The U.S. Labor Department reports on the number of people who applied for unemployment benefits last week at 8:30 a.m. Eastern Thursday.
TINY DECLINE: Economists forecast that weekly applications slipped just 1,000 to 280,000 last week, according to a survey by the data firm FactSet.
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That would leave applications far below 300,000, a historically low level that is usually consistent with solid job gains.
Weekly applications are a proxy for layoffs. When fewer companies cut workers, it suggests they are confident in the economy and may hire more staff.
SOLID JOB SECURITY: The economy is stumbling through a period of slower growth, but employers haven't been spooked enough to cut jobs. That is a sign that the growth slowdown may be temporary.
Unemployment benefit applications are at rock bottom. The four-week average of applications, a less volatile measure, fell to 282,250 two weeks ago, the lowest level in nearly 15 years. For those with jobs, the chances of getting laid off are very low.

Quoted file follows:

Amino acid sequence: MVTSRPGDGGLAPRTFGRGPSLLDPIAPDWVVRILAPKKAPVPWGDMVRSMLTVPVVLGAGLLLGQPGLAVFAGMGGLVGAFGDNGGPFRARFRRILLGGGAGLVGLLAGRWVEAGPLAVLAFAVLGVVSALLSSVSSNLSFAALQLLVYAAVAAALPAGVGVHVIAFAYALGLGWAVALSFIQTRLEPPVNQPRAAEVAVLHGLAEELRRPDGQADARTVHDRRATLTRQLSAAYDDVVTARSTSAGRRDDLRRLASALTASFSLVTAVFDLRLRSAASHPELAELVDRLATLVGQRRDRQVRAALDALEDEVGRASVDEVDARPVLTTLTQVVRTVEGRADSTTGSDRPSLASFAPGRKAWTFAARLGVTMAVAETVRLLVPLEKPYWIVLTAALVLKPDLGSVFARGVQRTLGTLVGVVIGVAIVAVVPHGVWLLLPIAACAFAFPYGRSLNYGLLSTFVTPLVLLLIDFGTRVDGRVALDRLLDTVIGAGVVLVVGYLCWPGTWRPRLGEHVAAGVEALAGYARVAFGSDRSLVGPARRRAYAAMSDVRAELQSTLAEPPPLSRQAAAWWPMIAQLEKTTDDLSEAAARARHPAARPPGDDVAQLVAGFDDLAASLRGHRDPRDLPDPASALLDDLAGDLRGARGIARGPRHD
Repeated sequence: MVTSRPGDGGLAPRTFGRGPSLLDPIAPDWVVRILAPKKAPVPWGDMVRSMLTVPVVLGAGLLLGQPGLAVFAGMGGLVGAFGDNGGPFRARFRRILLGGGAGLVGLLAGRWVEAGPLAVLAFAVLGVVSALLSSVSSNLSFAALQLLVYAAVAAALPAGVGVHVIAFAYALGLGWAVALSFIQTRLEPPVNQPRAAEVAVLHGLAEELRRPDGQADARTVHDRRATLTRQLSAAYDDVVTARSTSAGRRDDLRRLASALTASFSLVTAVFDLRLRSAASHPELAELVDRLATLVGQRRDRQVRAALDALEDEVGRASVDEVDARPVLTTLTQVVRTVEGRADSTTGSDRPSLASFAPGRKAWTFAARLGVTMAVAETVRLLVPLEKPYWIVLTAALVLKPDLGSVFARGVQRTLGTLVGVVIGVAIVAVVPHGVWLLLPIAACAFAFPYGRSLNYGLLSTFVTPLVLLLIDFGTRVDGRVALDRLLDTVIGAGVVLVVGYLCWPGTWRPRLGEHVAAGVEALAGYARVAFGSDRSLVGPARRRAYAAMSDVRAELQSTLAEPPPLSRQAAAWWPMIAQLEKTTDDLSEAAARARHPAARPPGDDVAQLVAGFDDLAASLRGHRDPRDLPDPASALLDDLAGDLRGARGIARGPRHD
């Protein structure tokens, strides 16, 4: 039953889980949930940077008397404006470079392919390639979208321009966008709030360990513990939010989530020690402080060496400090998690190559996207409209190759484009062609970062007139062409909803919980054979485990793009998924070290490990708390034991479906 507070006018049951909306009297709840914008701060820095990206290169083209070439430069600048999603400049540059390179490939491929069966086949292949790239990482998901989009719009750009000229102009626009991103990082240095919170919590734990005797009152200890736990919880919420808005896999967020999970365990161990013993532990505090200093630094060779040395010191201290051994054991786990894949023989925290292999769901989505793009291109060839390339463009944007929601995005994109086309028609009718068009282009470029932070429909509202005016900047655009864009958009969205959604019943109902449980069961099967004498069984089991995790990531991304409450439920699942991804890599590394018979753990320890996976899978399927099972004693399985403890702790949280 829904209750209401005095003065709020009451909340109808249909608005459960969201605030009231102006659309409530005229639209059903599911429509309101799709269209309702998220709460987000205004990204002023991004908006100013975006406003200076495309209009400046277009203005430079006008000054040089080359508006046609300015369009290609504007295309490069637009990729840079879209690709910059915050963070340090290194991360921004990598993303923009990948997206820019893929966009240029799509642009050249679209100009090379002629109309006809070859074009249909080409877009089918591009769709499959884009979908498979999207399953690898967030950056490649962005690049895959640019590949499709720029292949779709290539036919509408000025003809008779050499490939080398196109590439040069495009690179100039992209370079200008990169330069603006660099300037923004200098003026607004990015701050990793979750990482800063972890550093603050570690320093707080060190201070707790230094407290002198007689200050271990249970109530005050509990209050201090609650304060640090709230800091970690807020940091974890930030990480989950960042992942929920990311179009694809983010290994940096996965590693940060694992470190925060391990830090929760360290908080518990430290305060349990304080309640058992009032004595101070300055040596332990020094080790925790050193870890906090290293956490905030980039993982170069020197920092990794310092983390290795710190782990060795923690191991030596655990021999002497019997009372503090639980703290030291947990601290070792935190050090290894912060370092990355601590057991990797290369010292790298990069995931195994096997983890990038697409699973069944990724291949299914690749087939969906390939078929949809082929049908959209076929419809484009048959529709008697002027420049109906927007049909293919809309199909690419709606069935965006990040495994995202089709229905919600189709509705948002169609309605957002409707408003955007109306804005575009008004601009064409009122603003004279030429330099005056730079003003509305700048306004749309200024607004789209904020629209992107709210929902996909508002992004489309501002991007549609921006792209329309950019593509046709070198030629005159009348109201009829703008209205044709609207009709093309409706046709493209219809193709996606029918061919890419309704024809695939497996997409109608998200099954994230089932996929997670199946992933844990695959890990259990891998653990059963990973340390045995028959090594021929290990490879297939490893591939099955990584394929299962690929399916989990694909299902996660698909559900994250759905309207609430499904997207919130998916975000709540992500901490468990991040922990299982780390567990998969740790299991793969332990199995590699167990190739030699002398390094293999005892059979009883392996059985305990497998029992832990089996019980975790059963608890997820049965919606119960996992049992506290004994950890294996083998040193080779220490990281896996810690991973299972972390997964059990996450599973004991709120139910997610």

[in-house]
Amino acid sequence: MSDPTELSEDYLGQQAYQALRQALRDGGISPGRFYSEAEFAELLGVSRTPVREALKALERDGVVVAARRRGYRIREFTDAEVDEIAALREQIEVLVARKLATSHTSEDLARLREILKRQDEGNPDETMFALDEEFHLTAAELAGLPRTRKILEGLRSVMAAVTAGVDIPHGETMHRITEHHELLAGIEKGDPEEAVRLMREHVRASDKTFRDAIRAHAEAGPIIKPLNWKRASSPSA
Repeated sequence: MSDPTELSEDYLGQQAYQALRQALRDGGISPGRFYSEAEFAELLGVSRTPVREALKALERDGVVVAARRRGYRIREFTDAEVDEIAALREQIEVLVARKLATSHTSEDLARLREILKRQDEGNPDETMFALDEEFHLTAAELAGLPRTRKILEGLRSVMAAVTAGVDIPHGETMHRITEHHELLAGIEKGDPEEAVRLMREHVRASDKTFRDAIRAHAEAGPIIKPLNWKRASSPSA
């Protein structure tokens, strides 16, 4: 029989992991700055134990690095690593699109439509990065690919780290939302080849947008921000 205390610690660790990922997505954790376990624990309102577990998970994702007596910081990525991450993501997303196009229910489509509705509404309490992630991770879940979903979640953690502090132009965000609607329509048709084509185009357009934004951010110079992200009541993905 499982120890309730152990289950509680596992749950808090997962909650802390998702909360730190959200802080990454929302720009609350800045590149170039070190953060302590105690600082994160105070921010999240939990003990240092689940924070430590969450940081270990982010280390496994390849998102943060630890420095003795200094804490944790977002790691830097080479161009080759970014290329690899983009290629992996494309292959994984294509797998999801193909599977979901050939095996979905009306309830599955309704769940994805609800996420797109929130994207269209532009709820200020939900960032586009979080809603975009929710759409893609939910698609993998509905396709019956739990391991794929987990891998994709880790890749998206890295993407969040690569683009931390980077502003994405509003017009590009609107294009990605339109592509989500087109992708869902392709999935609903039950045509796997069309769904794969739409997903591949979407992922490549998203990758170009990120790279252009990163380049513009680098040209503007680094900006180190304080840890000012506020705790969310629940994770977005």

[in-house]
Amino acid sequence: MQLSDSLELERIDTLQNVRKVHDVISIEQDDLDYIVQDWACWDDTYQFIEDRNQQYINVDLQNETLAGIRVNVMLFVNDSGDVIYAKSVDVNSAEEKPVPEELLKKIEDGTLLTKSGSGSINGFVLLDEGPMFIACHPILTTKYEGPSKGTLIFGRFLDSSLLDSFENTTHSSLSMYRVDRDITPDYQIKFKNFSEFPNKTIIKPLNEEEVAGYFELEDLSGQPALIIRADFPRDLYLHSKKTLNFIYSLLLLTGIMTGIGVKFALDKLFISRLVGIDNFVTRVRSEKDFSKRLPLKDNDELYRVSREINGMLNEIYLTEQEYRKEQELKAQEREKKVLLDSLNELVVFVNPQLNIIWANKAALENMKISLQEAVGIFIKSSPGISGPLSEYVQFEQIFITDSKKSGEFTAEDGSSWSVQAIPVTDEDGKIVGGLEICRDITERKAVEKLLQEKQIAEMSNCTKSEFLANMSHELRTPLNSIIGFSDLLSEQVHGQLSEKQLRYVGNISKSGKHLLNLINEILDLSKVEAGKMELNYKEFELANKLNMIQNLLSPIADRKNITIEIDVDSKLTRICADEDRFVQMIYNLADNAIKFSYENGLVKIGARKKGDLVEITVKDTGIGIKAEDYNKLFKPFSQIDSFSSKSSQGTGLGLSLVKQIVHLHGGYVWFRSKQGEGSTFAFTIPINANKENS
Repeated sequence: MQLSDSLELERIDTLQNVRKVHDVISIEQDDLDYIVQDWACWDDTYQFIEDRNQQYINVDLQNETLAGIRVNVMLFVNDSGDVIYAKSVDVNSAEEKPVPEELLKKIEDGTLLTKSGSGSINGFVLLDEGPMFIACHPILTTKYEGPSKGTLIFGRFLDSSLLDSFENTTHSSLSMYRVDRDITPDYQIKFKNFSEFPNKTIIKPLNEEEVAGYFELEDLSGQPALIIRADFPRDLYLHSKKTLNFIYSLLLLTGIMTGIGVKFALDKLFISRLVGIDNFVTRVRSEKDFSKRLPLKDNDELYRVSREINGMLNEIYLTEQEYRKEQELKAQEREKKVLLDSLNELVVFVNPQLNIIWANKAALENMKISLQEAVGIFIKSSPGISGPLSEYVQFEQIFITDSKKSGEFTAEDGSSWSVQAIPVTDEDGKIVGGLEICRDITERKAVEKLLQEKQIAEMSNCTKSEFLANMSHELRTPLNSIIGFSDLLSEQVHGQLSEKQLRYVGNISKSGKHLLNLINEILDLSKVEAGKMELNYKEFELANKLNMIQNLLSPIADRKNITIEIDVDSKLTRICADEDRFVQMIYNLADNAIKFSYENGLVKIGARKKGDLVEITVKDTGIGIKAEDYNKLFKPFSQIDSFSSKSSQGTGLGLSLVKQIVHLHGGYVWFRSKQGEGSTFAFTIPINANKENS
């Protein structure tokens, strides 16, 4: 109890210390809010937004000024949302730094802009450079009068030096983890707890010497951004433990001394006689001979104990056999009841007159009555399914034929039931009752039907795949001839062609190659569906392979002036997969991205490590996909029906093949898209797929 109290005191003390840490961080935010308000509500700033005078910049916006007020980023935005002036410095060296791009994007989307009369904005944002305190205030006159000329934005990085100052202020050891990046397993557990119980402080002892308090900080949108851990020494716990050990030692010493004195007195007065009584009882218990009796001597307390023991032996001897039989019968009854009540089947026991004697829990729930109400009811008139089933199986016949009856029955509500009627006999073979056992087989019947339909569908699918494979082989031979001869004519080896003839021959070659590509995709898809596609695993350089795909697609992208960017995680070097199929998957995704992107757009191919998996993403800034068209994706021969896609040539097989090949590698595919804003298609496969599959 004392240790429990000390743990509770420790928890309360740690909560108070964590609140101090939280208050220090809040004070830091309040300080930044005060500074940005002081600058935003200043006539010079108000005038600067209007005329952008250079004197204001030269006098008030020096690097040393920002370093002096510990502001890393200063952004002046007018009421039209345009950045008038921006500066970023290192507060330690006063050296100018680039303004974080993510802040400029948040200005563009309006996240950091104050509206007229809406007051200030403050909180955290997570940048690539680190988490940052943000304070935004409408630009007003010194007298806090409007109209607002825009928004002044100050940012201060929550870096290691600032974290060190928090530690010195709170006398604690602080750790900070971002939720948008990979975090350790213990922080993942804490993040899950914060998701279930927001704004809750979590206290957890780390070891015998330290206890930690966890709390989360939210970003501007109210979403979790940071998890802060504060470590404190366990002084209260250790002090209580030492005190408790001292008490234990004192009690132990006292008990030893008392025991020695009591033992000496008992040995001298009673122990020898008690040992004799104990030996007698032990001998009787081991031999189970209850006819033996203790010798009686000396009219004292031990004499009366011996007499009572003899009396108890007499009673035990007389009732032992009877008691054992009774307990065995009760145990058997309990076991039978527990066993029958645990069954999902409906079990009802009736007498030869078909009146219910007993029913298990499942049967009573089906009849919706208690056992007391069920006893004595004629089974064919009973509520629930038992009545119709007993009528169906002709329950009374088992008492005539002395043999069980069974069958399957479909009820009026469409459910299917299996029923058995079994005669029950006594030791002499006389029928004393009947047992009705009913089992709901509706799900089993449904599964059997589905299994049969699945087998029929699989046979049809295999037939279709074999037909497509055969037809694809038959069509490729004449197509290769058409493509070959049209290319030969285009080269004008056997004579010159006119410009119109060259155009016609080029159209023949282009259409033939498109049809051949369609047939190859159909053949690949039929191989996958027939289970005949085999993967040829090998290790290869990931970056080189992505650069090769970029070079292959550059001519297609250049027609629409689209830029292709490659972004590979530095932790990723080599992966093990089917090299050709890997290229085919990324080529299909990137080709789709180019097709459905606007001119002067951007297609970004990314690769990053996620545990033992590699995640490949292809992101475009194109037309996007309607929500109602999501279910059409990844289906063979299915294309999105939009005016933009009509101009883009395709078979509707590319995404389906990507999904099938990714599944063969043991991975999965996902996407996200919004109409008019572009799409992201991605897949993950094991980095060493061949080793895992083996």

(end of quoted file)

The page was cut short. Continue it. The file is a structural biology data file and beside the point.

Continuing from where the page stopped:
Still, hiring slowed last month. Employers added just 126,000 jobs in March, the fewest in 15 months and snapping a year-long streak of monthly gains above 200,000. The unemployment rate remained 5.5 percent.
The slowdown in hiring followed a spate of indicators that point to a slowing economy. A stronger dollar has made U.S. exports more expensive overseas, cutting into sales and weighing on factory production. Lower oil prices have also caused oil and gas drillers to order less steel pipe and other drilling equipment.
Factory output ticked up 0.1 percent in March, the Federal Reserve said Wednesday, its first increase since November. But the gain was driven entirely by higher auto production. And it follows a drop of 0.2 percent in February and a steep 0.6 fall in January.
Consumers are also spending cautiously. Many Americans appear to be saving the windfall from lower prices at the pump or using it to pay down debt.
Retail sales rose in March, the Commerce Department said Tuesday, but the increase was driven largely by auto sales and came after three months of declines.
Many economists now forecast that the economy will grow at a 1 percent annual rate in the first three months of this year, or less. That's down from 2.2 percent in the final three months of last year.